Used test: Audi Q8 vs Range Rover Velar

Buy either of these uber-stylish luxury SUVs at a couple of years old and you could save a fortune, but which makes more sense? We've got the answer.....

Used test: Audi Q8 vs Range Rover Velar
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What Car? team
6 Dec 2019 10:30

The Contenders

Audi Q8 50 TDI quattro S line

List price when new: £65,040

Price today:  £46,000

Available from 2018-present

Based on the class-leading Q7 but with two fewer seats and much sportier handling.


Range Rover Velar D240 R-Dynamic HSE

List price when new:  £64,620

Price today: £44,500

Available from  2018-present

The Velar might only pack a 2.0-litre punch in this version but it is cheaper than the Q8 to buy.


Price today is based on a 2018 model with average mileage and full service history, correct at time of writing


Years ago, if you wanted a stylish or sporty-looking car you had to be prepared to compromise. Chances are you’d have been choosing between a coupé or a convertible, meaning just two doors and a cramped interior. 

Such days are well and truly behind us, though. First, five-door coupés such as the Audi A5 Sportback and BMW 4 Series Gran Coupé proved that it was possible to combine practicality with a healthy dose of style. And then manufacturers decided to apply the formula to SUVs, creating a whole new brand of low-roofed SUV-coupés.

Of these, one of the most popular is the Audi Q8, which is based on the Q7. It swaps the Q7’s third row of seats for a tapering roofline and a much more imposing front end. Meanwhile, the upmarket Range Rover Velar may be the firm’s most road-focused model, but its glamorous looks have won it many admirers - in many ways it’s a natural rival for the Q8.

Buy either of these two cars at a couple of years old and you’ll save enough on the price of a new one to pay for a six-month luxury round the world cruise for all the family. But which SUV-coupe should you choose? Read on to find out. 


What are they like to drive? 

Despite costing a similar amount to buy either new or, as tested here, at a couple of years old, there are some pretty big differences under the bonnets of these SUVs. With 237bhp from its twin-turbo 2.0-litre diesel engine, the Velar isn’t exactly malnourished, yet the Q8 trumps it quite comfortably, thanks to a 3.0-litre V6 diesel that packs a thumping 282bhp. True, you can buy a more powerful, V6 Velar, but it will cost you thousands more, even on the used market. 

Audi Q8

While the Q8 sprinted from 0-60mph in 6.3sec in our tests, the Velar could manage only 8.6sec, some 1.3sec slower than Land Rover’s figure. The Velar was also significantly slower during our rolling acceleration tests, taking 2.4sec longer to get from 30-70mph, for example.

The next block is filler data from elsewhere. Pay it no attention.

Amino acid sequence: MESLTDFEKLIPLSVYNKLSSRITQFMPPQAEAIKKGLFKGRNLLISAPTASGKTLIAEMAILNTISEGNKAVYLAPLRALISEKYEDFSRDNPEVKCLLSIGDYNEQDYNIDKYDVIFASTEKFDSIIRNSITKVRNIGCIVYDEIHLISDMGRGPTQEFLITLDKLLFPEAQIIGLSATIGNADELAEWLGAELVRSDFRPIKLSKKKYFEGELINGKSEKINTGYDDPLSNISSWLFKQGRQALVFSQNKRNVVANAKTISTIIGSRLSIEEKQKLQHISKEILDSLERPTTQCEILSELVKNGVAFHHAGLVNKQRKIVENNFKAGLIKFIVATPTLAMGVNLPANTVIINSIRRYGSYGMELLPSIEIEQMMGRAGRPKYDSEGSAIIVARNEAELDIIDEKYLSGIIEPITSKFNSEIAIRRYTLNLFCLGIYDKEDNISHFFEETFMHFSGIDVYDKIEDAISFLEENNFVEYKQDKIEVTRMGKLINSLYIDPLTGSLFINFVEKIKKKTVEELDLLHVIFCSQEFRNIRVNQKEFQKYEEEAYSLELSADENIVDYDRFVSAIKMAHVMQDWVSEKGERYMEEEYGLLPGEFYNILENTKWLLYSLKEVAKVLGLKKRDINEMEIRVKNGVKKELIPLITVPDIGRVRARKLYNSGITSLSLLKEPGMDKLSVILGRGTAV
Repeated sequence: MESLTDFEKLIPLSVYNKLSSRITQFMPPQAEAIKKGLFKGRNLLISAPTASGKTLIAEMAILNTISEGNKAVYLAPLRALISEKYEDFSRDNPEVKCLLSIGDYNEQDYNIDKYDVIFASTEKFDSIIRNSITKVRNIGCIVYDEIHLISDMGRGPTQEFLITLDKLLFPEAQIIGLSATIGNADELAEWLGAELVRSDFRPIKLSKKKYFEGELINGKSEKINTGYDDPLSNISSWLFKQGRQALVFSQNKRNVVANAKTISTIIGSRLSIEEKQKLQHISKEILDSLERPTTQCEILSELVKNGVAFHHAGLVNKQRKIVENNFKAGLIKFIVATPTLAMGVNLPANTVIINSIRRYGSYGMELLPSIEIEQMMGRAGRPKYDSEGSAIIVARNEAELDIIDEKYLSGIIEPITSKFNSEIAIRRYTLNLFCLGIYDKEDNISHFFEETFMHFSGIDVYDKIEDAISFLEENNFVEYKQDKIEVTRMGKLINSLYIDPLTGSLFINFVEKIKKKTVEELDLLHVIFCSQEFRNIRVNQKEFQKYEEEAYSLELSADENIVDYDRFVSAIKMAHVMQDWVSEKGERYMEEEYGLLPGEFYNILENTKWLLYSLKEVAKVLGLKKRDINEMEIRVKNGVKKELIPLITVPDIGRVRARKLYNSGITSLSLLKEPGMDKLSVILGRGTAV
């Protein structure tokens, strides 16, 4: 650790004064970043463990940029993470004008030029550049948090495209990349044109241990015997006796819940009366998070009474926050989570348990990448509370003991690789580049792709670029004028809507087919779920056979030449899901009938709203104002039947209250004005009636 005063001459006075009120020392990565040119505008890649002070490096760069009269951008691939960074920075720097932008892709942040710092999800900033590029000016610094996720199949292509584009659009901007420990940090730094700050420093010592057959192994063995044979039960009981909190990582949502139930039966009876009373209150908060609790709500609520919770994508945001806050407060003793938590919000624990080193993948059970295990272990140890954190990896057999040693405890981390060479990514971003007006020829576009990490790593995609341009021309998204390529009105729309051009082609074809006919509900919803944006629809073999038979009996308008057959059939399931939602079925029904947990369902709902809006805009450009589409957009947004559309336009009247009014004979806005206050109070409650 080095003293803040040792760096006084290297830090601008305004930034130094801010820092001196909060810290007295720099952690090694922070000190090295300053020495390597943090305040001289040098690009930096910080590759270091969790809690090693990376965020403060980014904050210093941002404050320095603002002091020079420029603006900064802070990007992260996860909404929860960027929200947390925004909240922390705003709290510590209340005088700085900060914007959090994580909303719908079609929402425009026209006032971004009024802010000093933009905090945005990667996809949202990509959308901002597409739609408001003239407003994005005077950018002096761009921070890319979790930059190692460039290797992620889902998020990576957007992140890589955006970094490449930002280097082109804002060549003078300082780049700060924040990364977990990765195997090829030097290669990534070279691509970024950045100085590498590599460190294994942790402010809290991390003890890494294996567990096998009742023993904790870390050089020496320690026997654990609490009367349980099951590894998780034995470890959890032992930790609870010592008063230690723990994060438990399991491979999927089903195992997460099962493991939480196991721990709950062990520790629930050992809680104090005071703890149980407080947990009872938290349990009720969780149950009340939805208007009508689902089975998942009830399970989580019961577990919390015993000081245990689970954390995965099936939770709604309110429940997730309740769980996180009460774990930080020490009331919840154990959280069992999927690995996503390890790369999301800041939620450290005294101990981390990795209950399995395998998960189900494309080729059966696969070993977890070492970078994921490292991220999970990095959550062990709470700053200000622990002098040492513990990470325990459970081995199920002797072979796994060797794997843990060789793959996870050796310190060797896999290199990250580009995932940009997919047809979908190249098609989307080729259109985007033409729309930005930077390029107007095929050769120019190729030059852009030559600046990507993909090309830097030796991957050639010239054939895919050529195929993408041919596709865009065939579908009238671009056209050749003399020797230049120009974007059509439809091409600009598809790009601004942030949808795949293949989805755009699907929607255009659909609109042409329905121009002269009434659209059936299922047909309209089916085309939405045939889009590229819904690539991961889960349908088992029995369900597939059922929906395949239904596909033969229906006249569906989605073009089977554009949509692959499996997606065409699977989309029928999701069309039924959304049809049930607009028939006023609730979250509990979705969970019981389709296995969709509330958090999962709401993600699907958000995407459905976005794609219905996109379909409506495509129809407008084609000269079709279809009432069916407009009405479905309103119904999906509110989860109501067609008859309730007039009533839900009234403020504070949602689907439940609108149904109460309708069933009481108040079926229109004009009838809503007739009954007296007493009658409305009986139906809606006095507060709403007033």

But let’s put things into perspective here: the Velar will be brisk enough for most people. It still gets up to motorway speeds in a respectable time and overtaking isn’t too fraught.

The Q8 doesn’t just go like a hot hatch in a straight line; it would give one a nasty surprise on a twisty road, too. All versions come with adaptive air suspension that’s uncanny in its ability to keep this 2.2-tonne SUV upright in corners. Grip is impressive, while the steering is precise and more consistently weighted than the Velar’s, making it easier to place the car exactly where you want it.

Range Rover Velar front three quarters

Meanwhile, the Velar leans over dramatically in corners, with little sense that its body movements are being controlled. And while air suspension is an option, it’s not one that sharpens up the handling a great deal, so you can’t make the most of the accurate steering.

Take a less challenging route, however, and the Velar’s squidgy standard suspension means it’s noticeably more comfortable on its standard 21in wheels. It wafts along pleasantly, doing a fine job of smoothing out road imperfections, whereas the Q8, on the optional 22in wheels of our test car, always feels like it’s fidgeting over something, although it never crashes or bangs.

Sadly, while the Velar has a ride that soothes, it’s louder than the Q8 at all speeds, letting in more wind whistle and tyre roar, and its engine doesn’t sound as sweet.

Both cars have automatic gearboxes that change gear smoothly most of the time but are hesitant to respond when you ask for a burst of acceleration. This can make entering a busy road or roundabout a leap of faith.

 Next: What are they like inside? >

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